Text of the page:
Delivering the Goods

I nearly forgot my wedding anniversary the other week, although in a limited act of self-defence, I confess that my attention had been taken by the football team I have the misfortune of supporting winning only their second game of the season. Usually, it is the players who take their eyes off the ball.

With less than 24 hours to put the anniversary situation right, I frantically began scouring the internet for my wife’s favourite brand of jewellery. Upon typing the name into the world’s favourite search engine, I was surprised (and secretly delighted) that one of the leading players on the World Wide Web was holding a sale of this particular brand.  Further investigation revealed that not only did they have the item that she had been fawning over for several months but it was currently half the recommended retail price.  Adding in a free trial of their optimum ordering and one-day delivery service meant that the precious stone could be in mine, and more importantly, my wife’s possession in time for the big event, as long as I completed the transaction within the next hour. Who would have thought that instant redemption was just two mouse-clicks away?

The next day, nothing arrived.

Frantic with worry, I checked the status of the order on the website in question. My worst fears were confirmed: No Tracking Information Available.  Over the hastily arranged meal that evening and frequently hiding behind an embarrassingly large bouquet of ‘apology’ flowers I tried to analyse what could have gone wrong. But in the end, I decided it was futile and determined not to lose anymore face with my beloved; I let the matter rest for the evening.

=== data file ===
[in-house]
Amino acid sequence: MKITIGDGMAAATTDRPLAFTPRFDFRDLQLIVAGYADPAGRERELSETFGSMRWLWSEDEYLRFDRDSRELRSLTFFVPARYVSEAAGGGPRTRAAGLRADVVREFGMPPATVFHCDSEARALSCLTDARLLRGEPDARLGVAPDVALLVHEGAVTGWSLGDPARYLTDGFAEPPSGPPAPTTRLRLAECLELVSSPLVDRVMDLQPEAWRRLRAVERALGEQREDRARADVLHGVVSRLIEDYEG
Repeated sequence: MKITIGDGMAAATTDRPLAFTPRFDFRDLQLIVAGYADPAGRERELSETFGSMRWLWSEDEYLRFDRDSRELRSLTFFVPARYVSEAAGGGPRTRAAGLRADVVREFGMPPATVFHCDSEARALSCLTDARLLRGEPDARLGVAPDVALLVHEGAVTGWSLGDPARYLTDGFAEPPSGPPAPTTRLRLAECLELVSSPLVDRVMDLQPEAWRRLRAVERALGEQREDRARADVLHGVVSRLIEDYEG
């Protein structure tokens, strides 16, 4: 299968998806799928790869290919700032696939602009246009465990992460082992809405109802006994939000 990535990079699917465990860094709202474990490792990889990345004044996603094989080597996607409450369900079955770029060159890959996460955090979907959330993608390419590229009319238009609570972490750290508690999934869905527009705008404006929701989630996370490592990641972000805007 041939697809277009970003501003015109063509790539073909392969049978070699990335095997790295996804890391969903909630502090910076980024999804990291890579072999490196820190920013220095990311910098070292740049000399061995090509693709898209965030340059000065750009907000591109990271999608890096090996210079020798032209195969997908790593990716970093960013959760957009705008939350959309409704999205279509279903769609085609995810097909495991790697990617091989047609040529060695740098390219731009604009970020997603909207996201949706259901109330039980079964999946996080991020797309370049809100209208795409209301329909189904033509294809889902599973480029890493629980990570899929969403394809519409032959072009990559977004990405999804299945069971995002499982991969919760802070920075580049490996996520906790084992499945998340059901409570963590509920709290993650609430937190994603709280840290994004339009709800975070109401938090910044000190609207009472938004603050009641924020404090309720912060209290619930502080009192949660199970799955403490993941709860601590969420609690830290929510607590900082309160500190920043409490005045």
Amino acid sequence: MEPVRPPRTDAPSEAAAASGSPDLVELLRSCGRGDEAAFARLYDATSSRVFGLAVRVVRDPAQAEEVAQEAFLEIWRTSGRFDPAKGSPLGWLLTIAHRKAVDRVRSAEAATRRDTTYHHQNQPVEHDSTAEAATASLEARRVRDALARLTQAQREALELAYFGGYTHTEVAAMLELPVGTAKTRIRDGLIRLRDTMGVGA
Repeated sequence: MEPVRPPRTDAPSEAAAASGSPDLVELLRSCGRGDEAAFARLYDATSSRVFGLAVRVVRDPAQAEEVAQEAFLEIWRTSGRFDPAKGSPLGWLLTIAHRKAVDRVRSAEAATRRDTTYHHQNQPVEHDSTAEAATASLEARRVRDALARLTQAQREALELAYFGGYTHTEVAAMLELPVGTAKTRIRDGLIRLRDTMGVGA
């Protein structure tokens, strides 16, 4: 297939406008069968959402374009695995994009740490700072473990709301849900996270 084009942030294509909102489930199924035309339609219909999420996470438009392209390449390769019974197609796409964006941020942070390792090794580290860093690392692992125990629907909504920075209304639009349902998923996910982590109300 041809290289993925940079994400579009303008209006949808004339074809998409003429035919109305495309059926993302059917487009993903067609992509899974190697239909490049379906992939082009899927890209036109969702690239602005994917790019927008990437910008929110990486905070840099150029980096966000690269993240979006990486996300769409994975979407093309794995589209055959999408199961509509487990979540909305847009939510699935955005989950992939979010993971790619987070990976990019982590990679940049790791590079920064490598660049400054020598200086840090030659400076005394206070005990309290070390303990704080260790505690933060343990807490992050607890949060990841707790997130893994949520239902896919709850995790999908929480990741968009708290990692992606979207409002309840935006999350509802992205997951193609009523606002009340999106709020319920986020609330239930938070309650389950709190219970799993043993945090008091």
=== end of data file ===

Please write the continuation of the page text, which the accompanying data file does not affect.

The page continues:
Sometimes, things just don’t go to plan. It happens in everyday life and even in the most robust IT systems.

For example, IBM WebSphere® MQ is used by major international companies across the globe to guarantee delivery of millions of data messages between devices across a broad range of operating platforms.  With such a high volume of data traffic passing though the various systems, it is not surprising that some messages may go astray or not reach their final destination. But what if the message that doesn’t arrive is the all-important message that triggers other dependencies upon successful delivery?

With the huge investment that companies make in this software and the dependence on which many rely to complete their day-to-day business, leaving anything to chance would appear to be a risky strategy to adopt, especially when an automated monitoring solution is readily available.

Halcyon’s new MQ Manager allows you to monitor the seven key elements of the IBM WebSphere MQ product; MQ Queue Managers, MQ Listeners, MQ Channels, MQ Queues, MQ Services, MQ Cluster Manager Status and MQ Events, so you can be promptly notified of any issues affecting message delivery, allowing you to take corrective action, in most cases automatically, before it impacts the business, potentially costing you time and money.

Now, I have a loving and trusting relationship with my wife and she accepts, albeit grudgingly sometimes, that things can go wrong and the best laid plans can fall over.  The relationship with my boss is somewhat different. Time is money, failure is not an option and perception is reality. Therefore, I expend a large amount of my time and energy in ensuring everything is running smoothly to maintain the status quo.  My working day would be so much easier if I could automate the mundane tasks and set automatic actions to keep my systems (and my family life) running smoothly.

I suspect that this scenario is familiar with many among you that are reading this. Sometimes, you just need an extra pair of eyes and hands to watch out for the small detail (such as important data messages or impending anniversaries), to assist you while you are otherwise engaged and ensure that the goods are delivered to the right place at the right time.

By the way, the wedding anniversary gift arrived the next day. In my rush to complete the order, I’d completed the delivery address details with my home address but with the zip code for my workplace, hence the non-availability of tracking data.  I have now rectified this with my own automatic response; the addition of automated form completion in my browser.